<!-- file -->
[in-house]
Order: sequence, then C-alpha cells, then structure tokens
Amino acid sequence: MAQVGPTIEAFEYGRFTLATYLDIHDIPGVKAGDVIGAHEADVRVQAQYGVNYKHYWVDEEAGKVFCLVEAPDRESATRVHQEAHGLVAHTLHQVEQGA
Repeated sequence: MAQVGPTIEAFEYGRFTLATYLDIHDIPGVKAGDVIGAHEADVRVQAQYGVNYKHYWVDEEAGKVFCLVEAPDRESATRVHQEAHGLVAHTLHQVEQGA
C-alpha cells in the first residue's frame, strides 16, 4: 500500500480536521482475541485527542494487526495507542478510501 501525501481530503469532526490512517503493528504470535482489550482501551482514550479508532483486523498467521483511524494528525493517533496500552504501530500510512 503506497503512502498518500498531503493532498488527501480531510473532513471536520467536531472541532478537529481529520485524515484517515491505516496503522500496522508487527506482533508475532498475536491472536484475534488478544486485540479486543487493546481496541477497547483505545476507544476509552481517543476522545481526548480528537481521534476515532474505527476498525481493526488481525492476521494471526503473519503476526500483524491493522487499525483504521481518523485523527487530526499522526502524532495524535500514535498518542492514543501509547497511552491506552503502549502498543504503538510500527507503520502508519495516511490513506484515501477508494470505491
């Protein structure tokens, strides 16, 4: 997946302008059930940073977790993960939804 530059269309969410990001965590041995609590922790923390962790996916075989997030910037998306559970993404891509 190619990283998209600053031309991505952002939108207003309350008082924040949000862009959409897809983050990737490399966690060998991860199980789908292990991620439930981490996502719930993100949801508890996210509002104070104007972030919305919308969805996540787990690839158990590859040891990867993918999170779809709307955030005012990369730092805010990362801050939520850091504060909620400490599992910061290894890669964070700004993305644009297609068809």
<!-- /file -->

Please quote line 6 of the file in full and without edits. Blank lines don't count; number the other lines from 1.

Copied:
């Protein structure tokens, strides 16, 4: 997946302008059930940073977790993960939804 530059269309969410990001965590041995609590922790923390962790996916075989997030910037998306559970993404891509 190619990283998209600053031309991505952002939108207003309350008082924040949000862009959409897809983050990737490399966690060998991860199980789908292990991620439930981490996502719930993100949801508890996210509002104070104007972030919305919308969805996540787990690839158990590859040891990867993918999170779809709307955030005012990369730092805010990362801050939520850091504060909620400490599992910061290894890669964070700004993305644009297609068809």